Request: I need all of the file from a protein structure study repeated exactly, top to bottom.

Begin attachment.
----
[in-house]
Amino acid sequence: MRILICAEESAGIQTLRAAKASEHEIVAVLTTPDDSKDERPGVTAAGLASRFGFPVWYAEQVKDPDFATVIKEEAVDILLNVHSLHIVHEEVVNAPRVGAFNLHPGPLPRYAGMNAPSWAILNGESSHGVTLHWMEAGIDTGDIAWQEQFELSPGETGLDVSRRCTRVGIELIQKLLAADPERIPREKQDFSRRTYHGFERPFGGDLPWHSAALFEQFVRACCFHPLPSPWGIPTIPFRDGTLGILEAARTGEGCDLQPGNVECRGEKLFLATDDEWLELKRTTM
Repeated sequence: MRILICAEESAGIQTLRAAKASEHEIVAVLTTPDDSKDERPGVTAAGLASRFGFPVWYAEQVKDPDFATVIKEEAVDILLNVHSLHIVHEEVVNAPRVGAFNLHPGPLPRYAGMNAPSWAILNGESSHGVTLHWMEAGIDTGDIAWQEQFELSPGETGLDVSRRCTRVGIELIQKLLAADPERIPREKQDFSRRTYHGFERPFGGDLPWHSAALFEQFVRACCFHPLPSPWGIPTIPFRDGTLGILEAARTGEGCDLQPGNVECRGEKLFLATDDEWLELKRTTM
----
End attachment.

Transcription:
[in-house]
Amino acid sequence: MRILICAEESAGIQTLRAAKASEHEIVAVLTTPDDSKDERPGVTAAGLASRFGFPVWYAEQVKDPDFATVIKEEAVDILLNVHSLHIVHEEVVNAPRVGAFNLHPGPLPRYAGMNAPSWAILNGESSHGVTLHWMEAGIDTGDIAWQEQFELSPGETGLDVSRRCTRVGIELIQKLLAADPERIPREKQDFSRRTYHGFERPFGGDLPWHSAALFEQFVRACCFHPLPSPWGIPTIPFRDGTLGILEAARTGEGCDLQPGNVECRGEKLFLATDDEWLELKRTTM
Repeated sequence: MRILICAEESAGIQTLRAAKASEHEIVAVLTTPDDSKDERPGVTAAGLASRFGFPVWYAEQVKDPDFATVIKEEAVDILLNVHSLHIVHEEVVNAPRVGAFNLHPGPLPRYAGMNAPSWAILNGESSHGVTLHWMEAGIDTGDIAWQEQFELSPGETGLDVSRRCTRVGIELIQKLLAADPERIPREKQDFSRRTYHGFERPFGGDLPWHSAALFEQFVRACCFHPLPSPWGIPTIPFRDGTLGILEAARTGEGCDLQPGNVECRGEKLFLATDDEWLELKRTTM